Our preliminary studies of Golgi-stained neurons in the hippocampus of P28 C57BL/6J mice suggested that the basilar dendritic arbor of CA1 pyramidal hippocampal neurons is significantly more complex in male compared to female hippocampal neurons45. Here, we extend those studies to further characterize sex differences in the dendritic morphology of CA1 pyramidal hippocampal neurons and determine whether sex differences are generalized to pyramidal neurons in the somatosensory cortex of P28 mice. To determine whether sex differences are also observed in vitro, we quantified dendritic arborization in primary cell cultures derived from the hippocampus and neocortex of male versus female mouse pups at P0, which are widely used models for characterizing factors that influence dendritic arborization46, 47.
Sex-dependent differences in dendritic complexity vary between brain regions in P28 mice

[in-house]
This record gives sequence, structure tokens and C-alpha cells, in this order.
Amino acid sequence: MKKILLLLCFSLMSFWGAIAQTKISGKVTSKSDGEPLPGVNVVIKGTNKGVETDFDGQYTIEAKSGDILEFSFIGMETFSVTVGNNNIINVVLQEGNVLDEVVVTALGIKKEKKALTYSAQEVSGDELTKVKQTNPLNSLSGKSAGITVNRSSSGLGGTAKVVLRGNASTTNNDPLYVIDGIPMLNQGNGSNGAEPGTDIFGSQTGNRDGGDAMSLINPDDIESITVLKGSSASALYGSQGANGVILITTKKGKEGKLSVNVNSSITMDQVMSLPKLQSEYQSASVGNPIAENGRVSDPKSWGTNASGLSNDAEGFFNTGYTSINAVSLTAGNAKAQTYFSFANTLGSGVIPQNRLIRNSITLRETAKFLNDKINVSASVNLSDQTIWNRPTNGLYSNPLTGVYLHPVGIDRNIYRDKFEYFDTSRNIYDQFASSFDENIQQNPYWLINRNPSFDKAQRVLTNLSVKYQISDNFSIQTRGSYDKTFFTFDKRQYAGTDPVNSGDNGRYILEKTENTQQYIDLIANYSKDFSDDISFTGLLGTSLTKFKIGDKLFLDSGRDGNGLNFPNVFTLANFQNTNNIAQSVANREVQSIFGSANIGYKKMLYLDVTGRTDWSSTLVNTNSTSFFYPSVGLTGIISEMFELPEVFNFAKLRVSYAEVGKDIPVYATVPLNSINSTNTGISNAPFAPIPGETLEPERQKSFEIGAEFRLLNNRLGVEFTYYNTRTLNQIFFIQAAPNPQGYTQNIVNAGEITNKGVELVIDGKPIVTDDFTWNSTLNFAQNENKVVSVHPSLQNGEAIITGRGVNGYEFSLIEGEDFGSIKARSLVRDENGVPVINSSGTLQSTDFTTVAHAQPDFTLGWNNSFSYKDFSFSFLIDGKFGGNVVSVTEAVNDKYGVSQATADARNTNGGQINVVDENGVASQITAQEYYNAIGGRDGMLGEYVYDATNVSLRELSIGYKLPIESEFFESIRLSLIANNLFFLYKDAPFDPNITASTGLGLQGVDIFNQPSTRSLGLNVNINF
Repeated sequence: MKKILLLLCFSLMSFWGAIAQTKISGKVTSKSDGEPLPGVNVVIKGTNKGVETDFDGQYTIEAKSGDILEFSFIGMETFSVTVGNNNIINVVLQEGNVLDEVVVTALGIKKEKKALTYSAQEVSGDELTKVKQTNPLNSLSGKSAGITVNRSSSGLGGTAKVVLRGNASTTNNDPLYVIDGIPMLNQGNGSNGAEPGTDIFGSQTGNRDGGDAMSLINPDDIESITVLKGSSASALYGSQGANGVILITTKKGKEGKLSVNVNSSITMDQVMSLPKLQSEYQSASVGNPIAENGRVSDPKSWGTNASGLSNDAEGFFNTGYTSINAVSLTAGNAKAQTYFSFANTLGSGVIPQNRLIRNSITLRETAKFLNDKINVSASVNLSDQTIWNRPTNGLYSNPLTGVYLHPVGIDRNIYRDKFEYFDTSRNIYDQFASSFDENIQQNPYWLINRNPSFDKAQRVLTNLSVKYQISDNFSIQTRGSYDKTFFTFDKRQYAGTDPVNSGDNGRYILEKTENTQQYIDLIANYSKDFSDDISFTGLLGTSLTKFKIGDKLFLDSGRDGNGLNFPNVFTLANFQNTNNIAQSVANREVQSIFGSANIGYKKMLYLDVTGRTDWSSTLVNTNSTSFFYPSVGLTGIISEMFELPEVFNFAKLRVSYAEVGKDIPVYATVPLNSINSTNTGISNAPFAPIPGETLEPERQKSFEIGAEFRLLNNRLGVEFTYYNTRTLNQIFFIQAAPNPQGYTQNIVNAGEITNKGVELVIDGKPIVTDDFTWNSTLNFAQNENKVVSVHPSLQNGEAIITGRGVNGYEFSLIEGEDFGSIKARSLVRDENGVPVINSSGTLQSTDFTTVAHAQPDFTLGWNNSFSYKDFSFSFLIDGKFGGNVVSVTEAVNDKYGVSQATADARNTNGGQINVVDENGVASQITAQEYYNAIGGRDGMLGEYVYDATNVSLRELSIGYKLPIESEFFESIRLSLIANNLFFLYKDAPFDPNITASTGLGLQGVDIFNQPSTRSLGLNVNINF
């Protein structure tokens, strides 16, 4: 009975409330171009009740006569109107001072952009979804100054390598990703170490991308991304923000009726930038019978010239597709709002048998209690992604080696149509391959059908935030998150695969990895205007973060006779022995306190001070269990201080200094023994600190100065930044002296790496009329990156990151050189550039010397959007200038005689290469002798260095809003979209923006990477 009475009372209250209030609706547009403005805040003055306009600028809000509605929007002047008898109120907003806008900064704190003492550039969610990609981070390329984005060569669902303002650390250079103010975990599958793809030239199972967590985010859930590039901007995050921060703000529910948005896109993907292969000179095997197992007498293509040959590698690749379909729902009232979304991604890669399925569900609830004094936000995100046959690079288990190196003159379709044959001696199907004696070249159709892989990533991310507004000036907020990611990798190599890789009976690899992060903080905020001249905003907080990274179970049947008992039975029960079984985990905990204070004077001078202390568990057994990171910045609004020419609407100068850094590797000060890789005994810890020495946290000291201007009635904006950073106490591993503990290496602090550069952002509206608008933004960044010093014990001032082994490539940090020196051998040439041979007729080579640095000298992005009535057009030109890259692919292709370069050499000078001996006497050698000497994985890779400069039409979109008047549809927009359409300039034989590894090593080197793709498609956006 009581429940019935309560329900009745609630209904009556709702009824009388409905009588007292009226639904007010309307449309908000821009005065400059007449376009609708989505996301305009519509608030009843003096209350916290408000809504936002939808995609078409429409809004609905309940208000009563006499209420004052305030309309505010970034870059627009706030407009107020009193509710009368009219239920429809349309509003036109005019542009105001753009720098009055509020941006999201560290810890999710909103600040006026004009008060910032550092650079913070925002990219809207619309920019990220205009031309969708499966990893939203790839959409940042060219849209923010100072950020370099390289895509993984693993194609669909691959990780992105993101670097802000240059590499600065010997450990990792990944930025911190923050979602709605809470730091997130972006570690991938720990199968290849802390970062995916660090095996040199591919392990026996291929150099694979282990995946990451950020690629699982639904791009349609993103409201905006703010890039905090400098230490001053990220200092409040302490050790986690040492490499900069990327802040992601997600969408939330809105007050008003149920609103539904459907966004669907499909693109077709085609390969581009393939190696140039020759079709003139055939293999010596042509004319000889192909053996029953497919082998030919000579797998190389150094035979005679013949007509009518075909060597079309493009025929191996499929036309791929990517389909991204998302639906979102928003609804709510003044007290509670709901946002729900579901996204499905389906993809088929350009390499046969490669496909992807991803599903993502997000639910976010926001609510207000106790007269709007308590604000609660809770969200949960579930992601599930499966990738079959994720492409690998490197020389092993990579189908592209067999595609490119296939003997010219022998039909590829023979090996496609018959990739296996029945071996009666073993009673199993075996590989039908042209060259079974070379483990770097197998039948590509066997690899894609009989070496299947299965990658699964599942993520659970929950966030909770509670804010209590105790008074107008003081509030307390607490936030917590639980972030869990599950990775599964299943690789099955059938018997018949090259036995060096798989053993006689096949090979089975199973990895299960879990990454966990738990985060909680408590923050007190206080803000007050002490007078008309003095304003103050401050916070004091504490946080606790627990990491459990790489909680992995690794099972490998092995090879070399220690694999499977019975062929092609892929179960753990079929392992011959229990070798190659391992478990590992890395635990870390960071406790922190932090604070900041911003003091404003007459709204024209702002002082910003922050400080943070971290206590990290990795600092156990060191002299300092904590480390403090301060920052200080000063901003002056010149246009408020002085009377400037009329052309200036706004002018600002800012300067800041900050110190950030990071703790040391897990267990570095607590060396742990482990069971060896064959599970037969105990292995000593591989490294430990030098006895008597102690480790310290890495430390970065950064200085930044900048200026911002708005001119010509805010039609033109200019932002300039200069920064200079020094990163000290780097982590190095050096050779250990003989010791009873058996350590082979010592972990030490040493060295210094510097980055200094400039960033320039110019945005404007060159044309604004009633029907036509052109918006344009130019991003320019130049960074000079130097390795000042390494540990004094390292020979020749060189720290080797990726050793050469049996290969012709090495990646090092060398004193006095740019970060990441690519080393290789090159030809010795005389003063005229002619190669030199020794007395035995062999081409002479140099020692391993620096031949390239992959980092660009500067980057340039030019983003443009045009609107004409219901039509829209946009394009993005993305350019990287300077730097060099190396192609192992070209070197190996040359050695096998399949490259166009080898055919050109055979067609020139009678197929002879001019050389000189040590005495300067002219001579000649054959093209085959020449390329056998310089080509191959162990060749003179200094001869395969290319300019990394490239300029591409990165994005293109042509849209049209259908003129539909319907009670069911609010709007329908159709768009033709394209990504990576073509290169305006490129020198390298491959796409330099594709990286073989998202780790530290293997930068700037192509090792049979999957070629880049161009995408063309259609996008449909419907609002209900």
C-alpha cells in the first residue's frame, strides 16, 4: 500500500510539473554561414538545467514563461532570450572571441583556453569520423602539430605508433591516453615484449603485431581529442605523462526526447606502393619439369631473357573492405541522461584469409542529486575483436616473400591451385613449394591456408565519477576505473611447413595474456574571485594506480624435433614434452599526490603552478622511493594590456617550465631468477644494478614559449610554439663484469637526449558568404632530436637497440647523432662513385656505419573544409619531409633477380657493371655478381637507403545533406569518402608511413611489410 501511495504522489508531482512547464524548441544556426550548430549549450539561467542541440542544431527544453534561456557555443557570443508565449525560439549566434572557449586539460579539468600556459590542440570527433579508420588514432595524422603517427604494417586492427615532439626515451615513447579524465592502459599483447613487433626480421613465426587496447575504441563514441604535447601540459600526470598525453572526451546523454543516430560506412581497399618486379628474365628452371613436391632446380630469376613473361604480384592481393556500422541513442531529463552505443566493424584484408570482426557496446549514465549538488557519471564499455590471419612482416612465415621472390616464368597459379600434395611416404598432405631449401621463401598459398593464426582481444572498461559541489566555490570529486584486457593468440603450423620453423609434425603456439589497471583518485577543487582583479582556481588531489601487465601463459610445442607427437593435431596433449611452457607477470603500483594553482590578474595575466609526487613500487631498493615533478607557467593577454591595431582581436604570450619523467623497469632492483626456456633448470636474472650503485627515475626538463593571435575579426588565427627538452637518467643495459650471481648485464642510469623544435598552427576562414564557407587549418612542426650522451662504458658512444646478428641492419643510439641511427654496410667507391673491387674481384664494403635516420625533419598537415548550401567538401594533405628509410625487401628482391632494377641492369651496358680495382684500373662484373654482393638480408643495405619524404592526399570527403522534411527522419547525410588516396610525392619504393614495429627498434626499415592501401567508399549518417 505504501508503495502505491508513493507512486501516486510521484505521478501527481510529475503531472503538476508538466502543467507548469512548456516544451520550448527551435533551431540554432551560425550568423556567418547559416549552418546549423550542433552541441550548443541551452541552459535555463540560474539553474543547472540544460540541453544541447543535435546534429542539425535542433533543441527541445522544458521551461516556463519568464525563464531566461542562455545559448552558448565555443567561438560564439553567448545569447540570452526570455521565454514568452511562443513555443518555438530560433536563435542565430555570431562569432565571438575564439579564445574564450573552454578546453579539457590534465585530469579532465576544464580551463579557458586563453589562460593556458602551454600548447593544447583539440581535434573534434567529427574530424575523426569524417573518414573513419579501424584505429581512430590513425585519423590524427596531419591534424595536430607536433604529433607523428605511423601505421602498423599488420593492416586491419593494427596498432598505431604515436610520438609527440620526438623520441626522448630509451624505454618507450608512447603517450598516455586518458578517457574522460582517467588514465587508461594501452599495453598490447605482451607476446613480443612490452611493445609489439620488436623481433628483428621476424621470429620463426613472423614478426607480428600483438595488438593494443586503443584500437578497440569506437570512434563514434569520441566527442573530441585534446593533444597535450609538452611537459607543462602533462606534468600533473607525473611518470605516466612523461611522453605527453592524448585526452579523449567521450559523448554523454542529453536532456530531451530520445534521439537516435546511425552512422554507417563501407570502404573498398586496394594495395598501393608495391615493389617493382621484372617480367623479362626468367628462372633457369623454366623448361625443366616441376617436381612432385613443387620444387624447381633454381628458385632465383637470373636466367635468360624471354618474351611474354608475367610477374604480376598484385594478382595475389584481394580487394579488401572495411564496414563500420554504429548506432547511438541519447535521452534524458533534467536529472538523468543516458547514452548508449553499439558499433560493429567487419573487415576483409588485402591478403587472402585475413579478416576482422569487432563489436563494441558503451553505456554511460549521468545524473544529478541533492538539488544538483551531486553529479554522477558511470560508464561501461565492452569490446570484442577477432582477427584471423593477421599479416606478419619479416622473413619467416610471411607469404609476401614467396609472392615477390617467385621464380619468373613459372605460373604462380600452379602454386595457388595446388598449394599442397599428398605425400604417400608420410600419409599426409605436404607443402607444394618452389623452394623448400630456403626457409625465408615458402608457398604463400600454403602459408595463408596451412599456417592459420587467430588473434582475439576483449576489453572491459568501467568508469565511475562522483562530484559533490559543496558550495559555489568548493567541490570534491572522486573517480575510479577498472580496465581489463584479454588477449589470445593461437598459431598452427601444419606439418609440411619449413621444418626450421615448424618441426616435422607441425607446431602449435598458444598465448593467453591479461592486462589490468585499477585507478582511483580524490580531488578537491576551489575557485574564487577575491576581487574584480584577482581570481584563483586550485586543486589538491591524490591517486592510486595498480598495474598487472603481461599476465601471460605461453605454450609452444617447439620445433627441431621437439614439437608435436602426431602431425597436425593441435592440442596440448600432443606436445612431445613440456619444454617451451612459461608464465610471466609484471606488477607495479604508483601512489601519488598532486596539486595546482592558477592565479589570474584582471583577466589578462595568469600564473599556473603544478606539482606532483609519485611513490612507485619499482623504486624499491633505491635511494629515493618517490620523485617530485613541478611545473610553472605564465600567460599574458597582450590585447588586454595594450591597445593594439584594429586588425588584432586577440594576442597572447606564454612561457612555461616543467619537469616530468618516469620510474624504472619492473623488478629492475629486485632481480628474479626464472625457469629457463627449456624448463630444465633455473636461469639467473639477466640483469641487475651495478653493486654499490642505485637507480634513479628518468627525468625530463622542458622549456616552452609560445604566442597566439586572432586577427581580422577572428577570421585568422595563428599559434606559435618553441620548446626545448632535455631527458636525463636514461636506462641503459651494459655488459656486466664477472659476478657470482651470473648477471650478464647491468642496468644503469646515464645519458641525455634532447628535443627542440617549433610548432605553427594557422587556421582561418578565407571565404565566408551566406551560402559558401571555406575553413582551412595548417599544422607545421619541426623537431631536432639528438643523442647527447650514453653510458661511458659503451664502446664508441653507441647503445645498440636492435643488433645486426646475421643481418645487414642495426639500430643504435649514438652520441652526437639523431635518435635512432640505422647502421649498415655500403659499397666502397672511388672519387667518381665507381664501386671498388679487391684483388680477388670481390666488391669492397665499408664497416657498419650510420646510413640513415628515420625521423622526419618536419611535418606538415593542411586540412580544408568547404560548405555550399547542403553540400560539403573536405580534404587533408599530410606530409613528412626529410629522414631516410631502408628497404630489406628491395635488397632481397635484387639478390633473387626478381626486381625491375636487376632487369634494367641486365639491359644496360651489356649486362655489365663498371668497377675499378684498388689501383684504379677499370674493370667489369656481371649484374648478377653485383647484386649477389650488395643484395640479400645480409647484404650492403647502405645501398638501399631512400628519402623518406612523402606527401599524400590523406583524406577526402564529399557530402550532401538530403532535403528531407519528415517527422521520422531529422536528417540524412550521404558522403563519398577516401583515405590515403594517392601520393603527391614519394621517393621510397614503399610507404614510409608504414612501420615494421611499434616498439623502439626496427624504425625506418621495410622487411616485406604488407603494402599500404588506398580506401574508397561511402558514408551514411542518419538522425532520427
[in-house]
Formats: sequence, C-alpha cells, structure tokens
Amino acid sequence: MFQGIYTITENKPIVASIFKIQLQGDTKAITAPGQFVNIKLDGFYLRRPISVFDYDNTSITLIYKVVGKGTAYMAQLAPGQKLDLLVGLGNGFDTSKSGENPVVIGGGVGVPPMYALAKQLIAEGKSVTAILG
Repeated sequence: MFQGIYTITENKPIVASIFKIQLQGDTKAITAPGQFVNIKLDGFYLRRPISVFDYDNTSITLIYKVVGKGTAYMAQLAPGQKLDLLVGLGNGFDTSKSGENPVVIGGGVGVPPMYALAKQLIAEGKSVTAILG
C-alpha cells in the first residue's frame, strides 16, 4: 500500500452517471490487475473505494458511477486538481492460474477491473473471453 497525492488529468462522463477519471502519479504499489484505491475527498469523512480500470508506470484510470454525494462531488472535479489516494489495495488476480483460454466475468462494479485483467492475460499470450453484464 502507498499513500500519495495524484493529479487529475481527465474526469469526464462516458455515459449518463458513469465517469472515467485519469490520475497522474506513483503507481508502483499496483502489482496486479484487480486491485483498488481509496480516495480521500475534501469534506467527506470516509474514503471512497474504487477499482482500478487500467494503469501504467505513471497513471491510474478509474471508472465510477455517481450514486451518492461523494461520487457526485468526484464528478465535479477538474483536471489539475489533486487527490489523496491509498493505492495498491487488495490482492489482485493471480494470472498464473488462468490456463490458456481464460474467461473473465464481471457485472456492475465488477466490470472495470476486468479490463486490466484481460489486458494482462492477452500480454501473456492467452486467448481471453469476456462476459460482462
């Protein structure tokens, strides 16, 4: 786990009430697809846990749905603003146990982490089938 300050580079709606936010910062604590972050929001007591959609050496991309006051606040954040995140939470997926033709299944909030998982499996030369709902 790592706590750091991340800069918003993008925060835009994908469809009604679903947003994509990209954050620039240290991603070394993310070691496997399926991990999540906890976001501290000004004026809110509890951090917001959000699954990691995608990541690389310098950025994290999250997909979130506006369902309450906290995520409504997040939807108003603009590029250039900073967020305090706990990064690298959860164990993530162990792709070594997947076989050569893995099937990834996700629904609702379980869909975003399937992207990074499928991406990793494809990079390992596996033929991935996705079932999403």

For these studies, we used Golgi staining to visualize individual pyramidal neurons in the CA1 hippocampus and adjacent somatosensory cortex of P28 male and female juvenile mice, an age previously examined for effects of early life stresses, including environmental exposures, on neurodevelopment43, 48, 49. The dendritic morphology of Golgi-stained neurons in brain sections from P28 C57BL/6J mice was quantified using Sholl analysis, a method in which concentric rings are placed at fixed intervals from the soma and dendritic intersections counted at each ring. Sholl plots obtained from Golgi-stained neurons were analyzed using a mixed-effects model to account for the structure of the data, in which multiple neurons were analyzed per animal, as well as the autoregressive covariance structure of the Sholl profile45. Dendritic arborization was analyzed as the area under the curve (AUC) in Sholl plots.